Population Events

Webcast
Podcast

Familiar Strangers in the Soviet Marketplace: Georgian Trade Networks between the Caucasus and Moscow

June 11, 2012 // 12:00pm1:00pm
Kennan Institute
“Why were Georgian trade networks so successful?” asked Erik R. Scott, Title VIII-Supported Research Scholar, Kennan Institute, at an 11 June 2012 lecture. Georgian businessmen and their trade networks and products occupied a unique position in the informal economy in the Soviet Union and supplied many of the scarce and exotic goods Soviet consumers desired. Georgian trade networks exploited the mobility made possible by the porous internal borders of the Soviet Union. Scott characterized the Soviet Union as an “empire of diaspora” comprised of mobile ethnicities who could move and trade throughout the Union.
Webcast

Population Projections: Breaking Down the Assumptions

June 05, 2012 // 12:00pm2:00pm
Environmental Change and Security Program
Although the pace of world population growth has declined, it has not stopped and future projections remain uncertain. Further, the amount of uncertainty is significant: The difference between the United Nation’s high and low estimates for 2050 is 2.5 billion people. The assumptions that go into them are therefore very important to understand.
Webcast

People and the Planet (Report Launch)

June 04, 2012 // 3:00pm5:00pm
Environmental Change and Security Program
Rapid and widespread changes in global population, coupled with unprecedented levels of consumption, present profound challenges to human health and well-being and the natural environment. The U.K.'s Royal Society offers the results of a wide-ranging, international study on this interaction, in the form of its 'People and the Planet' report.
Webcast

The End of Multiculturalism in Europe? Migrants, Refugees and their Integration

May 24, 2012 // 9:00am3:00pm
Global Europe Program
In spite of the economic need for migrant labor and a tradition of embracing multi-culturalism, European electorates and their representatives in government have moved away from the more liberal and inclusive policies of the past. Some European leaders have even pronounced the “end of multiculturalism.”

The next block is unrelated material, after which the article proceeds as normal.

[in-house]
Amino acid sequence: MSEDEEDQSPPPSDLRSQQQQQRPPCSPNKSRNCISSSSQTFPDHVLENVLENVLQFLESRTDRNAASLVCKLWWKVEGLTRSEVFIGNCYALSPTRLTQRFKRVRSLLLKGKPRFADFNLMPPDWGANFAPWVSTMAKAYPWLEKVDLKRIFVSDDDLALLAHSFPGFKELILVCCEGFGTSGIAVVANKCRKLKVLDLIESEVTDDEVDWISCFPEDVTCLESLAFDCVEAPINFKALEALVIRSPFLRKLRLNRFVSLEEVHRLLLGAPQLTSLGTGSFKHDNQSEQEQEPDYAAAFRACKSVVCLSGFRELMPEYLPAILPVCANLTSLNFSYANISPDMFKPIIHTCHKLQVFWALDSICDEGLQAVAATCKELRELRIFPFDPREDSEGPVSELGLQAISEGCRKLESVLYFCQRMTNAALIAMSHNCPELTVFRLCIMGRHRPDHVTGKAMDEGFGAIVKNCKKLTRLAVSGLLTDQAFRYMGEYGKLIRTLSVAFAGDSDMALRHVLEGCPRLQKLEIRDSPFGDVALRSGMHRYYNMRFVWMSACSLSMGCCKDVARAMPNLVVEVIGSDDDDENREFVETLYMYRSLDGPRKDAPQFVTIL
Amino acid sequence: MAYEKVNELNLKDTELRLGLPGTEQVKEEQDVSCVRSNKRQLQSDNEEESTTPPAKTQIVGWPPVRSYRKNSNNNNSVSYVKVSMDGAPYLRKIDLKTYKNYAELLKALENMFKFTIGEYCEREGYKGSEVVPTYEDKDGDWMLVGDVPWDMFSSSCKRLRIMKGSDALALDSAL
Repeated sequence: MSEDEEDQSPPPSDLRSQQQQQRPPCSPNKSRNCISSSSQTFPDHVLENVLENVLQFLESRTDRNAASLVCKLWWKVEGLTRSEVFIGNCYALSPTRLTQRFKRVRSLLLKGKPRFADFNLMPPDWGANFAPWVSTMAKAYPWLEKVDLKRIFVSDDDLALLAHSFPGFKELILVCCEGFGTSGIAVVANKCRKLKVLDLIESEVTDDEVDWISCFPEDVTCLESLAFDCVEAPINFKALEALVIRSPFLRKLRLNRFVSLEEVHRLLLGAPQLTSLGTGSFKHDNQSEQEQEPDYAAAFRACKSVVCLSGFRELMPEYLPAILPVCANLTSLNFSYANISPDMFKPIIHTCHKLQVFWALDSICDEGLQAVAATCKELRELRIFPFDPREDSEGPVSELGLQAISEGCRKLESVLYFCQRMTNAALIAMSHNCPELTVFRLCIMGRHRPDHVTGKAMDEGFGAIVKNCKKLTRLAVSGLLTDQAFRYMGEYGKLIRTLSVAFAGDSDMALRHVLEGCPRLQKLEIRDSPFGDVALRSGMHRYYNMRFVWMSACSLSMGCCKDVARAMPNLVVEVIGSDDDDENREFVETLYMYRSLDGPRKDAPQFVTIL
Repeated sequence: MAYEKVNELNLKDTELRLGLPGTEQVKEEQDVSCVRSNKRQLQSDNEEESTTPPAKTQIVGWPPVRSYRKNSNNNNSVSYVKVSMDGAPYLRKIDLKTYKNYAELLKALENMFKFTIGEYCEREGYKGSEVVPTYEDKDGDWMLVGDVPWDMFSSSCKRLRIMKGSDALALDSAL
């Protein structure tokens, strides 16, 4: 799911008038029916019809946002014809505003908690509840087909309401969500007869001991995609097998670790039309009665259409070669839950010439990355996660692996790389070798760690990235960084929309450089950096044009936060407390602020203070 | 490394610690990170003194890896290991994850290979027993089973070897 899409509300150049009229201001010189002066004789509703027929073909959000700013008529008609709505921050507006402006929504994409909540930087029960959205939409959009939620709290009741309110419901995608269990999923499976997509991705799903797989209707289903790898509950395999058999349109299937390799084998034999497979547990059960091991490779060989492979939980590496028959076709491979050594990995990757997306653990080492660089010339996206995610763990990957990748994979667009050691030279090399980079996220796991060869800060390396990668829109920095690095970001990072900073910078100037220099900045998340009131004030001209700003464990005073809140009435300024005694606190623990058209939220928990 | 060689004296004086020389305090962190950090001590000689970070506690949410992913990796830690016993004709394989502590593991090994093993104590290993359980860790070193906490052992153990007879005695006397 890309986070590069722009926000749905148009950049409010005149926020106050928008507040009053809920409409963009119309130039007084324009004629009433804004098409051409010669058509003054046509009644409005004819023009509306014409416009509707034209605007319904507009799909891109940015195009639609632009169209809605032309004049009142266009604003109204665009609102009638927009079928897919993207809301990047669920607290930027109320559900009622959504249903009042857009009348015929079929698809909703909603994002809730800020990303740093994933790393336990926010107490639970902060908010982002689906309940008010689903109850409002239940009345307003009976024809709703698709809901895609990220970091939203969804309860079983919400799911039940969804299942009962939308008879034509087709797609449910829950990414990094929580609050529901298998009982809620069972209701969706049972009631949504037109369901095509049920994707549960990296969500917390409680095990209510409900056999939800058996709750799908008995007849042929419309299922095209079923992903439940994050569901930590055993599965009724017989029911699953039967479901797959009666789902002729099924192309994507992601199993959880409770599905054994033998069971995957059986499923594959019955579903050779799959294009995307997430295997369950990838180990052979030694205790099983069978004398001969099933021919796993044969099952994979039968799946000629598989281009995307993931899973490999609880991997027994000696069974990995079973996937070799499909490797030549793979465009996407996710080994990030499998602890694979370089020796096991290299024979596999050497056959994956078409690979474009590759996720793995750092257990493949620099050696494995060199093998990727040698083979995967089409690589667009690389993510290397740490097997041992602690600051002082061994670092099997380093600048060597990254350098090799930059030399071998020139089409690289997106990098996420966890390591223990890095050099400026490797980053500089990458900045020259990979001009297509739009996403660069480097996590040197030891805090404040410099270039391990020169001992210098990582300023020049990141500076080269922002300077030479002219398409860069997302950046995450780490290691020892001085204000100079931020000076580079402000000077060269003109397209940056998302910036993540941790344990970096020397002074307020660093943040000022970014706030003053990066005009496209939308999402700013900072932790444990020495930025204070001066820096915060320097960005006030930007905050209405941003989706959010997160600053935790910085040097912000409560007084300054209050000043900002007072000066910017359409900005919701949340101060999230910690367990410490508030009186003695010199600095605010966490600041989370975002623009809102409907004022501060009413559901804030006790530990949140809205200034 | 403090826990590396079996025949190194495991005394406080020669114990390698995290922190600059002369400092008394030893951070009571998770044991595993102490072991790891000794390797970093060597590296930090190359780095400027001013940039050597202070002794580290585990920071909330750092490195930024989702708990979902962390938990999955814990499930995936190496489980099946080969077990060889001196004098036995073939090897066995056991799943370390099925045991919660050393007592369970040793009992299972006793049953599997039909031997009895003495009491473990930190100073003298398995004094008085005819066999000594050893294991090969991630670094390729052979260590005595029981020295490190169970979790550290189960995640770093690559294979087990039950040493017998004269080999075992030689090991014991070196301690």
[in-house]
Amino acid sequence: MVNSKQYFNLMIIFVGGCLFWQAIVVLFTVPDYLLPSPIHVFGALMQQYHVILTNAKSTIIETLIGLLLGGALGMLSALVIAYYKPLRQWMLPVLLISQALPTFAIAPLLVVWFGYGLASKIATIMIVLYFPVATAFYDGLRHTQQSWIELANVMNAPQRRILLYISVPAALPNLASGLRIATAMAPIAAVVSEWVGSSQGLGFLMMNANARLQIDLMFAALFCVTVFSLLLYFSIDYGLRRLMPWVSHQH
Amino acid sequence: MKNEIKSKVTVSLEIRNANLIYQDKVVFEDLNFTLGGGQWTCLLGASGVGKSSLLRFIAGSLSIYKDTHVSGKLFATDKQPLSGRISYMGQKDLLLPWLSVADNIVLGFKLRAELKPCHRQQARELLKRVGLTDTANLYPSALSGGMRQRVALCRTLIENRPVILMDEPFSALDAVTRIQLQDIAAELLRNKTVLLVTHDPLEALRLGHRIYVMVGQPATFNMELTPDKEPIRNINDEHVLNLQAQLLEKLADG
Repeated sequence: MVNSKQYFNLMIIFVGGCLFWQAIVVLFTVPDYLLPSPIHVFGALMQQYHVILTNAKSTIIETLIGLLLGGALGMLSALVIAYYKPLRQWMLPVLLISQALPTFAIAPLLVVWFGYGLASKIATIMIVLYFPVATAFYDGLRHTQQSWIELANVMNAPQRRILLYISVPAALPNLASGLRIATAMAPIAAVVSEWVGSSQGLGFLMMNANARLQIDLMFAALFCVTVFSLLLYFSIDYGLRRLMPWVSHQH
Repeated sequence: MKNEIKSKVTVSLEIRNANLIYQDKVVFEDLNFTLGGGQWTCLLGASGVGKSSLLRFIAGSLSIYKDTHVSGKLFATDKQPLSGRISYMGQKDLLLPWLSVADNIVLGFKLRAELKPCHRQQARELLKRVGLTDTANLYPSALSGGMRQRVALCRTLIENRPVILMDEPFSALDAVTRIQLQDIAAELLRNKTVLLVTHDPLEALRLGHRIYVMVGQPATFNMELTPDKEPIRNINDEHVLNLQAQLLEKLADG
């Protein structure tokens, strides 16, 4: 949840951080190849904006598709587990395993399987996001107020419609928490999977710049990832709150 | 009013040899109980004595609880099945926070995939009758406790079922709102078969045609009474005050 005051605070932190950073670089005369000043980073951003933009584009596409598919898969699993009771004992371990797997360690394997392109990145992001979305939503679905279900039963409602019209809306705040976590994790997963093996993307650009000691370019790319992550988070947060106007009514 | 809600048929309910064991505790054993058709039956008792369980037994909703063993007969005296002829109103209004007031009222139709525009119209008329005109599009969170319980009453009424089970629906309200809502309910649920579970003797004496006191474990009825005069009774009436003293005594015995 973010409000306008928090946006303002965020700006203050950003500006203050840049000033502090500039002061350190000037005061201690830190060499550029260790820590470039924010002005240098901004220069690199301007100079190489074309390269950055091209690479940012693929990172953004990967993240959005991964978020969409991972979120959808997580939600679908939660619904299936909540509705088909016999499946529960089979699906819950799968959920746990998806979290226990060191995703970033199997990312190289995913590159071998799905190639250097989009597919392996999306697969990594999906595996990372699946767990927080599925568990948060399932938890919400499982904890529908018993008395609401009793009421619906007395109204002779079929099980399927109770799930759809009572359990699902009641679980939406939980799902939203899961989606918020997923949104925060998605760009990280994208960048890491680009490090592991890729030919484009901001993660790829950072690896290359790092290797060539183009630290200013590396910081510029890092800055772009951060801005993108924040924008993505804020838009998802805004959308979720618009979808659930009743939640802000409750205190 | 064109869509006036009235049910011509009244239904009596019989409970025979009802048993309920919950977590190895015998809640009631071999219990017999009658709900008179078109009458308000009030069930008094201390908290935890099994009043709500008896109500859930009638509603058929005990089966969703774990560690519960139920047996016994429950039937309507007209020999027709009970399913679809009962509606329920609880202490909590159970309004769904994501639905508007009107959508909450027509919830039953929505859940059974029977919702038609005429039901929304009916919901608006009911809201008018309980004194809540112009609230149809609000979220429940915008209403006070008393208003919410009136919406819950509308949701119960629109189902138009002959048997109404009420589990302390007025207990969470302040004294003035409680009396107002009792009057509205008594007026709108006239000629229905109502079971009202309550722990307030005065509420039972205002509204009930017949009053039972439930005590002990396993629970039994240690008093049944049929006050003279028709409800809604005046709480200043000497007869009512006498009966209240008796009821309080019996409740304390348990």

Urban Governance and Citizen Rights in China and India

May 23, 2012 // 4:00pm5:30pm
Asia Program
A comparative look at urbanization in the world's two most populous nations.

The 3rd Conference: Africa: 54 Countries, One Union

May 03, 2012 // 9:00amMay 04, 2012 // 5:00pm
Africa Program
"Africa: 54 Countries, One Union" is a follow up to last year's Conference in Washington, DC. This Conference aims to bolster African initiatives on infrastructure and development.
Webcast
Podcast

Sex and World Peace: How the Treatment of Women Affects Development and Security

April 26, 2012 // 12:00pm2:00pm
Environmental Change and Security Program
Valerie Hudson and Chad Emmett present their new book in which they argue that the status of women is the single most important predictive factor in determining state stability.
Webcast

Nigeria Beyond the Headlines: Population, Health, Natural Resources, and Governance

April 25, 2012 // 8:30am5:30pm
Environmental Change and Security Program
Media coverage and policy debates outside Nigeria rarely go beyond covering the latest crisis. This conference goes beyond the headlines to better understand key challenges and opportunities.
Webcast
Podcast

Book Event: Eating Bitterness-Stories from the Front Lines of China's Great Urban Migration

April 24, 2012 // 9:00am10:30am
Kissinger Institute on China and the United States
Every year over 200 million peasants flock to China’s urban centers, providing a profusion of cheap labor that helps fuel the country’s staggering economic growth. Award-winning journalist Michelle Dammon Loyalka follows the trials and triumphs of eight such migrants,offering an inside look at the pain, self-sacrifice, and uncertainty underlying China’s dramatic national transformation.
Webcast
Podcast

Book Launch: "Living Illegal, The Human Face of Unauthorized Immigration"

April 06, 2012 // 9:00am10:30am
Mexico Institute
Spotlighting Latino migrants in the South, Living “Illegal” humanizes an issue too frequently distorted by media oversimplification. Both journalistic narrative and policy white paper, the book suggests constructive ways to transcend the legal-vs.-illegal shouting match.

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